Which direction should you cycle the Reivers route?

Most cyclists who undertake the Reivers Route do so from west to east. The primary route description in our guidebook reflects this tendency and describes the route in the Whitehaven to Tynemouth direction, with advice on how to reverse the route at the end of each stage.

What kind of bike do you need for the Reivers route?

The Reivers is a route on mixed terrain and some thought should be given to your bike. Rugged touring bikes, sturdy hybrid bikes and gravel bikes with more than 42mm tyres are ideal for tackling both the off- and on-road sections of the Reivers, especially if carrying luggage. Mountain bikes and road bikes are not suitable however, tandem and electric bikes (though there are limited charging opportunities) are also viable options.

What about alternative routes?

The Borderers Ride takes a sensational 150-mile (240km) course which follows the line of the England–Scotland border from coast to coast more closely than that of the Reivers Route. The Borderers Ride incorporates most of Day 2 and all of Day 3 of the Reivers Route, but more logically follows the areas around the England–Scotland border at the beginning and end of the ride in fascinating territory starting in Gretna – nominally at the Lochmaben Stone – and, after incorporating Holy Island, ending in Berwick-upon-Tweed.

How to reach the start and end points?

For the original Reivers route, Whitehaven is connected to the West Coast Main Line at Lancaster and Carlisle by the slow and looping Cumbrian Coast railway line. The Tyne Valley Line connects Newcastle to Carlisle, where a change of trains is necessary to transfer to the Cumbrian Coast railway.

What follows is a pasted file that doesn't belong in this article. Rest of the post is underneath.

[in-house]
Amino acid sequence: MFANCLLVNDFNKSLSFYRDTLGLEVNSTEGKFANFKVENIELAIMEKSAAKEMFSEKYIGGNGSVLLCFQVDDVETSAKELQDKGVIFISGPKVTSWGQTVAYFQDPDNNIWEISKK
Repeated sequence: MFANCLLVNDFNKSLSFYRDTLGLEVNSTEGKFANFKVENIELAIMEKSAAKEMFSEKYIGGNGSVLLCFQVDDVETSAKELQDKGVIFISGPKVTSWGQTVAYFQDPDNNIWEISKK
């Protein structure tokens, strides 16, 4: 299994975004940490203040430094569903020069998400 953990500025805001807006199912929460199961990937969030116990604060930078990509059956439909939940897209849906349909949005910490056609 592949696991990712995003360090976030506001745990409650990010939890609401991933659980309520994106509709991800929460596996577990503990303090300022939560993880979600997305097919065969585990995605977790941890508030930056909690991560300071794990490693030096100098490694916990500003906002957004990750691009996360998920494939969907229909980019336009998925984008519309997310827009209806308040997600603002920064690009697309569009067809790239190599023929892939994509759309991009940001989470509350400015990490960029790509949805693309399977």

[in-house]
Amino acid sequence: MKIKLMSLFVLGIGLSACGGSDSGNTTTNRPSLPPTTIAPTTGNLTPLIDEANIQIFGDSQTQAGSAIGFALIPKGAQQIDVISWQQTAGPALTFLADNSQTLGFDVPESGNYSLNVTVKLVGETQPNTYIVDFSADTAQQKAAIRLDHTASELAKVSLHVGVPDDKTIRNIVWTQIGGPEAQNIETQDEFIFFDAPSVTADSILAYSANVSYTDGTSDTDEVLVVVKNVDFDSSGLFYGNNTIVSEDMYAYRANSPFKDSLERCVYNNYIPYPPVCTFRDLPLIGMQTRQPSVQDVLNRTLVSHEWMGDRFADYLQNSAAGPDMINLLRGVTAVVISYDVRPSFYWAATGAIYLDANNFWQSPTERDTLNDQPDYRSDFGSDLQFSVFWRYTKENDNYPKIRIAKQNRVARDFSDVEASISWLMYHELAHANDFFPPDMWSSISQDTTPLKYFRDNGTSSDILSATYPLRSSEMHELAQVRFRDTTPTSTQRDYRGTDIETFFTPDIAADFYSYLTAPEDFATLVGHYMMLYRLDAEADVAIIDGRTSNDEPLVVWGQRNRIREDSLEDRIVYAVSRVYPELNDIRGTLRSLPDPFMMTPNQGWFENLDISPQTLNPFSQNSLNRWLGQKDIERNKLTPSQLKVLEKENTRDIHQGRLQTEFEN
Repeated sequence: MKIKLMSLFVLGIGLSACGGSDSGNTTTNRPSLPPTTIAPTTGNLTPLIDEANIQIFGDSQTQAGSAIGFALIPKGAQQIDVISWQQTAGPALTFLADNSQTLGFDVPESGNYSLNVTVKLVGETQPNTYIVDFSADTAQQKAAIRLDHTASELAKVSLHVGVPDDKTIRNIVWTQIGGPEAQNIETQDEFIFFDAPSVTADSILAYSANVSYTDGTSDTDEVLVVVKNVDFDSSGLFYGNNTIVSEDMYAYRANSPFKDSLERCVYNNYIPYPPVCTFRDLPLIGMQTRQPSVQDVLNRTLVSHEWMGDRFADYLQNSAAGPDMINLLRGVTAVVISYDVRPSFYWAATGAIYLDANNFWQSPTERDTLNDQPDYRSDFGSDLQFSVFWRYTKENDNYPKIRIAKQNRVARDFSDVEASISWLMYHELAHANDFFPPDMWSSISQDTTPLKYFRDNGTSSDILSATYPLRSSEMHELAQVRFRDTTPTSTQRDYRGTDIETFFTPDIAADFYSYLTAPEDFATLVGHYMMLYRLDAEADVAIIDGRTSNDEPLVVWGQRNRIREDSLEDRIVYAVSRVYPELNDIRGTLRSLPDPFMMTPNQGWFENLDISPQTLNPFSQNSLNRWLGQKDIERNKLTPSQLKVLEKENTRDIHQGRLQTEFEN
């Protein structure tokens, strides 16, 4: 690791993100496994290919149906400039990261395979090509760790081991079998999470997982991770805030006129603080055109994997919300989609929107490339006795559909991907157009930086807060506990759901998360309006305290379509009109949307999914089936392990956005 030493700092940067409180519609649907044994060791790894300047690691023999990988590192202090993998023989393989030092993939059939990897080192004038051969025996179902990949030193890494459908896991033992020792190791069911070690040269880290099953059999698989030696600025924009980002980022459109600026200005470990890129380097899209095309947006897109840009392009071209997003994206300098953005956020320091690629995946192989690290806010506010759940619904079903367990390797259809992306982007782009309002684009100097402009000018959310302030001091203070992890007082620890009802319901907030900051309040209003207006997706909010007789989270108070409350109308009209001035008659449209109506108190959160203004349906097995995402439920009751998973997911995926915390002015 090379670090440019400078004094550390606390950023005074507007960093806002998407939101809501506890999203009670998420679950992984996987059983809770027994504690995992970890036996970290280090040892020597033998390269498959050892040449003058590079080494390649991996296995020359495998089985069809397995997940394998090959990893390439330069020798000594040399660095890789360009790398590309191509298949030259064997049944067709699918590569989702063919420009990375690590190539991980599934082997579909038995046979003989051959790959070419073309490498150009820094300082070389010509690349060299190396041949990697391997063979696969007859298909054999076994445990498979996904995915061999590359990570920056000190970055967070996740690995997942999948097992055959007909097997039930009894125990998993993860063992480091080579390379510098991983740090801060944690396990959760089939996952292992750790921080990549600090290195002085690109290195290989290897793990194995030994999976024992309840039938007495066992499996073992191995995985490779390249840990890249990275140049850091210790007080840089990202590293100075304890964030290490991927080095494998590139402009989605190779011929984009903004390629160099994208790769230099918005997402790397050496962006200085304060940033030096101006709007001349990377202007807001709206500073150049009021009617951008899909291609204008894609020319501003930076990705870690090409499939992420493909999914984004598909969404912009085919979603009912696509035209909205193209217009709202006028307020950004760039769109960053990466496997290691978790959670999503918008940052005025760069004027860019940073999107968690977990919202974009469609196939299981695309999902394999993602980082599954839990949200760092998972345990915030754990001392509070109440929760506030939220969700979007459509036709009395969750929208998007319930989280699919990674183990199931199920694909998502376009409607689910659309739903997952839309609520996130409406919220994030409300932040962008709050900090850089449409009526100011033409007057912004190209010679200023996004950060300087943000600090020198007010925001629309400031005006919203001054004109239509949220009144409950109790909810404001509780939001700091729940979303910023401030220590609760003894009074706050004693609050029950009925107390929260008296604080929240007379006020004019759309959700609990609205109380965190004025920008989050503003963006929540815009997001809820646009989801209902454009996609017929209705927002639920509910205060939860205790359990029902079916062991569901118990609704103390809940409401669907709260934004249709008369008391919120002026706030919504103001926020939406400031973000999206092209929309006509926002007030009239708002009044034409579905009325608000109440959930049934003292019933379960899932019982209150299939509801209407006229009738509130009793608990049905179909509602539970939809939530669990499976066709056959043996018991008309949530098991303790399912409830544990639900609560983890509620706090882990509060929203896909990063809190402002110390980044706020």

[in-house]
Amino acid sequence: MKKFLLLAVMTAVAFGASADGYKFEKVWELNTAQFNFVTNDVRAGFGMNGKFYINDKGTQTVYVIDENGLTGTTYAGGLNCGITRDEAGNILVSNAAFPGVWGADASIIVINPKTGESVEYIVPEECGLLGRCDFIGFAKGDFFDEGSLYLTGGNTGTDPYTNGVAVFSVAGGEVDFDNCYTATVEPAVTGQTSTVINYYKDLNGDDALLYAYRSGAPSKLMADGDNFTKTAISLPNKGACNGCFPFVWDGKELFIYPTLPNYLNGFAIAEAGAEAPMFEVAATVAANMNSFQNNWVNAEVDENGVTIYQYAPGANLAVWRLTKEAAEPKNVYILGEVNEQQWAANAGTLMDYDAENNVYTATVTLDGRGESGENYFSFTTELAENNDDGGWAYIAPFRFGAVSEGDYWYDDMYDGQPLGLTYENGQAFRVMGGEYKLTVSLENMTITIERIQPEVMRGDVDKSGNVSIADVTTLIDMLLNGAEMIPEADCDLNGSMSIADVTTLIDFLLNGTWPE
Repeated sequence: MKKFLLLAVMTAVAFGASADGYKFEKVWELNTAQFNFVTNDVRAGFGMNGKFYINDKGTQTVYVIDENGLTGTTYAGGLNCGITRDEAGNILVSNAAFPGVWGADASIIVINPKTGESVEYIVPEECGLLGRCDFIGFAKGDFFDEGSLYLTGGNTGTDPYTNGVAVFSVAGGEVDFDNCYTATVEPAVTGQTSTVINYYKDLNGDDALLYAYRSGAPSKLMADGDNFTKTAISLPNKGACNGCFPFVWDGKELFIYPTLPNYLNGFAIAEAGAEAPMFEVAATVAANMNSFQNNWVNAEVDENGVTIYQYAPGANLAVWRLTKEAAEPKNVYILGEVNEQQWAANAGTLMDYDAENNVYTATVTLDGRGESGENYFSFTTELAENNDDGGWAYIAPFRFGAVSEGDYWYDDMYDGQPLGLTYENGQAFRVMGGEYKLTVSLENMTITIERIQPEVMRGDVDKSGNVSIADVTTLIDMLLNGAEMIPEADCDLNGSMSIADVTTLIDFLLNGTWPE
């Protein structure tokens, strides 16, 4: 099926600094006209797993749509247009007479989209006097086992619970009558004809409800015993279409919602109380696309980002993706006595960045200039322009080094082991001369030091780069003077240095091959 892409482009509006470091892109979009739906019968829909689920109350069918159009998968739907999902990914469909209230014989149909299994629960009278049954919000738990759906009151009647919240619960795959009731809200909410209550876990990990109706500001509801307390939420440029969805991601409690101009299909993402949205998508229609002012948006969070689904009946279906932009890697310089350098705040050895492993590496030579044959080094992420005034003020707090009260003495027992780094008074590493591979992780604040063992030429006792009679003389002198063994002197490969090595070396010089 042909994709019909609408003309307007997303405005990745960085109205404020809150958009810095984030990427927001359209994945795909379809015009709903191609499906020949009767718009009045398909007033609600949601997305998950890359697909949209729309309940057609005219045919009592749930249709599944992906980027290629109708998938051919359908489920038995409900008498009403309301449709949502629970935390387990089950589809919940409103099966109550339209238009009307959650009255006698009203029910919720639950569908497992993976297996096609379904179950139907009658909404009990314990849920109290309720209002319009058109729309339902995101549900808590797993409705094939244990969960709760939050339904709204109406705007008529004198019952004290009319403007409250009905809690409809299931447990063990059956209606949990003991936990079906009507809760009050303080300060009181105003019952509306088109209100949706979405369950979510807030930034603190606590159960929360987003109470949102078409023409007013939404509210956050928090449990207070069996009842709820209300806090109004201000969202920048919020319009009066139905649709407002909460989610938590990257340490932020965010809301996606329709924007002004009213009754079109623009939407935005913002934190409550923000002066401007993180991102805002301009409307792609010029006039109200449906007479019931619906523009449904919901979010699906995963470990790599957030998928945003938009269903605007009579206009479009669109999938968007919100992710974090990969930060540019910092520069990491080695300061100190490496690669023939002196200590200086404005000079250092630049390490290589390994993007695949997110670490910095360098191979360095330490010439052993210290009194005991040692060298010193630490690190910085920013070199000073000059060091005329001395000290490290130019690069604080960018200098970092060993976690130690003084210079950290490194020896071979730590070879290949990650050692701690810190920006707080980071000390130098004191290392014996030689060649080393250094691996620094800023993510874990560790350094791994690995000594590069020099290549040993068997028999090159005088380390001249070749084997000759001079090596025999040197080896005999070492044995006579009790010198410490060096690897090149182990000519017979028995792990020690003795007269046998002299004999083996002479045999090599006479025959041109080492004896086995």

The Borderers Ride also has straight-forward rail access. Gretna is on the West Coast Main Line and Berwick-upon-Tweed is on the East Coast Main Line. To return to Gretna from Berwick, or vice versa, connections that go via Newcastle or Edinburgh. There is also the option of parking your car at Whitehaven/Gretna and returning my train, using a support vehicle or combining the route with another of the C2C trails.

What accommodation is available?

Options for accommodation include bed and breakfasts, pubs, hostels, bunkhouses, and campsites. There is a limited range of accommodation on certain stretches, in particular the passages between Carlisle and Bailey Mill (or Newcastleton) and also between Bellingham and Maften. Advanced accommodation booking is recommended, even if camping.

Cycling the Reivers Route - Front Cover

Cycling the Reivers Route

Coast to coast through wild Northumberland's border country

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Guidebook to the Reivers Route, a 173 mile (280km) coast-to-coast cycle route across northern England and into Scotland from Tynemouth to Whitehaven. Exploring the rich history of traditional border territory, it is suitable for cyclists of all abilities and most commonly tackled on hybrid or sturdy touring bikes. Road alternatives are available.